FERC approves pipeline expansion project for the Pacific Northwest

OREGON – The Federal Energy Regulatory Commission voted Thursday to approve a gas transmission pipeline project for construction along the Pacific Northwest.

The project, operated by Canadian-based company TC energy, will update and expand existing natural gas pipelines that have been in operation since the 1960s.

“Today’s decision by the federal regulatory commission is completely outrageous,” said U.S. Senator Jeff Merkley (D – Oregon).

Senator Merkley is one of four Democratic U.S. senators along the west coast who opposed this expansion project.

Governor Tina Kotek (D – Oregon) and the Attorney Generals of Oregon, Washington, and California also took a stance against this project.

“You have the extraordinary situation in which the governors of Oregon and Washington weighed in,” Sen. Merkley said.

Senator Merkley says FERC’s own analysis the expanded pipeline will cause $8.8 billion in damages, and contribute 1.9 million metric tons of carbon per year in pollution to the Pacific Northwest

He says this decision is a step in the wrong direction of where the west coast wanted to go with renewable energy.

“There’s no need when the entire plan of the states is to greatly reduce our dependence on fossil methane gas and pivot to renewable energy.”

On the other side of the aisle, Southern Oregon congressman Cliff Bentz (OR-02) is one of many Republicans in Washington backing it.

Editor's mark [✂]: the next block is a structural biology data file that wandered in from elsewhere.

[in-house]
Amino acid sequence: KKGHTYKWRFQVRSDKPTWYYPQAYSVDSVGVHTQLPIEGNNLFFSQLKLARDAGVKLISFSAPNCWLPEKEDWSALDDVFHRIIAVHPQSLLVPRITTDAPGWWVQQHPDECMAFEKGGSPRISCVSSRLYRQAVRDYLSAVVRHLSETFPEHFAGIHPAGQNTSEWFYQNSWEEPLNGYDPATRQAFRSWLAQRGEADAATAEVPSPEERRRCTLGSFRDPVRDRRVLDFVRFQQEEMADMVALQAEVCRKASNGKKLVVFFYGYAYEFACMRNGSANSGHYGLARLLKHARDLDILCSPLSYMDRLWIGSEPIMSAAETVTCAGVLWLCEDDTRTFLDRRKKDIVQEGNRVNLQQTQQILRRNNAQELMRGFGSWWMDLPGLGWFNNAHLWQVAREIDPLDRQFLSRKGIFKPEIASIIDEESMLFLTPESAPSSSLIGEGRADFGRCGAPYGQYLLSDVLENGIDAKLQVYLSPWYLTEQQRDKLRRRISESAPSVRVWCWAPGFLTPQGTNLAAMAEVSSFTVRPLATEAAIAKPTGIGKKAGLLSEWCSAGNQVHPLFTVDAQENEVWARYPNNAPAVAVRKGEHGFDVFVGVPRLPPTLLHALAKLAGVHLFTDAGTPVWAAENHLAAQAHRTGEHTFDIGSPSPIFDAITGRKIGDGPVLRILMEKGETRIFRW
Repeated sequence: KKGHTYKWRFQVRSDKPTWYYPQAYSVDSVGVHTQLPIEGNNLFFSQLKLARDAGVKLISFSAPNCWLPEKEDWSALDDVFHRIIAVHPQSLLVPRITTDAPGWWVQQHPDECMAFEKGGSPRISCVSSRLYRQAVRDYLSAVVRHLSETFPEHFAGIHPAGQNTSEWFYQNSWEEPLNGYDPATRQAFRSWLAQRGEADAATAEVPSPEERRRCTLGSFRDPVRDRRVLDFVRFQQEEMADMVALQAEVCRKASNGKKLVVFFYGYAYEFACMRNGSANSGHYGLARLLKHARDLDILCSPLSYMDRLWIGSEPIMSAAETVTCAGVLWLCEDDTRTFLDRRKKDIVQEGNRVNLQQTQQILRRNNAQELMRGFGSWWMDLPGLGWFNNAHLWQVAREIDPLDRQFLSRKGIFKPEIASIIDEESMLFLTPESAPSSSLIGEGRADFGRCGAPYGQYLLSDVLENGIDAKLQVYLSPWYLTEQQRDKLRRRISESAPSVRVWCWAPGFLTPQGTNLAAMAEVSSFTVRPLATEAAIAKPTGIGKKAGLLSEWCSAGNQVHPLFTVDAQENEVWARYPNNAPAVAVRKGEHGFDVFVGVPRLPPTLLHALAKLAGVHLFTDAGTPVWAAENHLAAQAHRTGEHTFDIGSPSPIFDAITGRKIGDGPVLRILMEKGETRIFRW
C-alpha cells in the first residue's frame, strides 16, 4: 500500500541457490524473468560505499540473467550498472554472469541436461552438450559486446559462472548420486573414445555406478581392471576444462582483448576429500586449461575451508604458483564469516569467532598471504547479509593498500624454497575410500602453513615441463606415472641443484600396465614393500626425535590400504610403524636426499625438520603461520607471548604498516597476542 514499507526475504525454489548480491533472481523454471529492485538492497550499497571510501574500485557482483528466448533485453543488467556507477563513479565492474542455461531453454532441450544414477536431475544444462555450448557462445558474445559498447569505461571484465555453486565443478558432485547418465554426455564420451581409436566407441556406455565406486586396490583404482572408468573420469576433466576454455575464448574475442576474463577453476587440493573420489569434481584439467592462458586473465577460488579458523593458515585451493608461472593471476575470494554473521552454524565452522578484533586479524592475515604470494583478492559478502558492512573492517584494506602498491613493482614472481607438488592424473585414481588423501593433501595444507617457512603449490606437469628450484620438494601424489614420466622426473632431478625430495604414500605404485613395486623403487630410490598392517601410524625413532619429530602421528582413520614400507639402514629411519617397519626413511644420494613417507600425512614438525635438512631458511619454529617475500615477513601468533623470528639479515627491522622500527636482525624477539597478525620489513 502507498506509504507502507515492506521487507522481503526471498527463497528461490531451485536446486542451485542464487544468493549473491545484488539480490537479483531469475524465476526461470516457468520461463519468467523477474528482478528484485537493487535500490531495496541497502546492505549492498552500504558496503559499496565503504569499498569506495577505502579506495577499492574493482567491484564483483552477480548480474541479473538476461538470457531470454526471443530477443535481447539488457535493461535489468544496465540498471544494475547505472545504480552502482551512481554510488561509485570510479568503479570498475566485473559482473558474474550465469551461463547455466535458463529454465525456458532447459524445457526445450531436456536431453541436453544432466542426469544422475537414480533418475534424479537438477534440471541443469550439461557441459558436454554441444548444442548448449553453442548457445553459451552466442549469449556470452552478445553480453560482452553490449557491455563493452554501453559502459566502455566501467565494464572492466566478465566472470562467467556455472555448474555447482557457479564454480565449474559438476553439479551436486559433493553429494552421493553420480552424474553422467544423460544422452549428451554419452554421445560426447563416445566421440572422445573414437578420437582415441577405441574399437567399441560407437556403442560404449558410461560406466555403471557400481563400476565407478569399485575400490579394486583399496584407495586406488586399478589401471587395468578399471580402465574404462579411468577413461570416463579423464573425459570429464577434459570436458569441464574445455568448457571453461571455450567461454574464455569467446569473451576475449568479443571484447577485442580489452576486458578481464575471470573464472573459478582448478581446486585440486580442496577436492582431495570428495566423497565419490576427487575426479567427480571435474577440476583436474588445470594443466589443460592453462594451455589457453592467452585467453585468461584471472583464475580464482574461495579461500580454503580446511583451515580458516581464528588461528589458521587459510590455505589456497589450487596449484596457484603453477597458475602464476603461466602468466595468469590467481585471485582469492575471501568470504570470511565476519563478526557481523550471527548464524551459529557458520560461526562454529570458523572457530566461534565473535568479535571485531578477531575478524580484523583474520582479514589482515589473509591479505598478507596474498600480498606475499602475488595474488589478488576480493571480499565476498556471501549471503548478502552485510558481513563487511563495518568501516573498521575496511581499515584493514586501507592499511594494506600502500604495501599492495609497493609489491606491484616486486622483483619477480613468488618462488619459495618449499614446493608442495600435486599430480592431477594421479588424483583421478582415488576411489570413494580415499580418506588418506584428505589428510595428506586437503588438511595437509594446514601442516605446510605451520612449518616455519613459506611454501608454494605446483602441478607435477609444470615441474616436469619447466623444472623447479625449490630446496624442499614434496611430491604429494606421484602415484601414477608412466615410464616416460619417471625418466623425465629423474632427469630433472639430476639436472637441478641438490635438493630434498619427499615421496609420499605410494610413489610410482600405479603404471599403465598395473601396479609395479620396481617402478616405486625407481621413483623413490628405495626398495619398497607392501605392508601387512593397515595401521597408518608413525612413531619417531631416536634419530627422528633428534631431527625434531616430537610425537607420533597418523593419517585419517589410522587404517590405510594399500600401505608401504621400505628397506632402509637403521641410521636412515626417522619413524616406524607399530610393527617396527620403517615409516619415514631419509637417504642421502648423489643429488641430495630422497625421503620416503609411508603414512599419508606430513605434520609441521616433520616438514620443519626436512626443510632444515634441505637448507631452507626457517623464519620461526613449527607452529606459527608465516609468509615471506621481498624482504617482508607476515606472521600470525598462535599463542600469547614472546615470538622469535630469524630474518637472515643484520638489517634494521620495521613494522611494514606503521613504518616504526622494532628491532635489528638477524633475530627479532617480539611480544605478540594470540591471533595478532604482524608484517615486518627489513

He says he’s been in support of this expansion project and its planned contributions to Oregon’s energy grid.

He and other members of congress sent a letter October 6th to FERC saying “natural gas use can actually help states like Oregon, which currently relies on coal for 25% of its electricity generation, meet carbon reduction goals by incorporating cleaner burning fuels like natural gas into the electric grid.”

The letter went on to say this project will help reduce energy costs to residents across the impacted states.

Senator Merkley however, says this plan will do the exact opposite.

“The company is going to spend large sums increasing the capacity of this pipeline,” Merkley told NBC5.  “They’re not going to absorb those costs, they’re going to be absorbed by consumers paying more.”

TC energy spokesperson Michael Tadeo commented on rates, saying the company is dedicated to keeping energy reliable and affordable for consumers.

Senator Ron Wyden (D-Oregon) also came out against this project, saying this pipeline will “enrich a Canadian company with a troubling safety record.”

In December of 2022, a pipeline owned by TC energy in Kansas spilled around 600 thousand gallons of oil into a nearby stream.

In July of this year, another one of the company’s pipelines in Virginia exploded, causing a fire.  No injuries were reported from this fire.

“Of course we’re suffering under terrible drought, terrible forest fires, and loss of water for our farmers and ranchers,” Senator Merkley said.  “Why make all that worse to make profit for a Canadian fracking company?”

TC energy says it will work to implement the expansion as soon as possible.

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Taylar Ansures is a producer and reporter for NBC5 News. Taylar is from Redding, California and went to California State University, Chico. After graduating, she joined KRCR News Channel 7 in Redding as a morning producer. She moved to Southern Oregon in 2022 to be closer to family and became KTVL News 10’s digital producer. Taylar is currently finishing her Master's Degree in Professional Creative Writing through the University of Denver. In her free time, Taylar frequents independent bookstores and explores hiking trails across Southern Oregon and Northern California.
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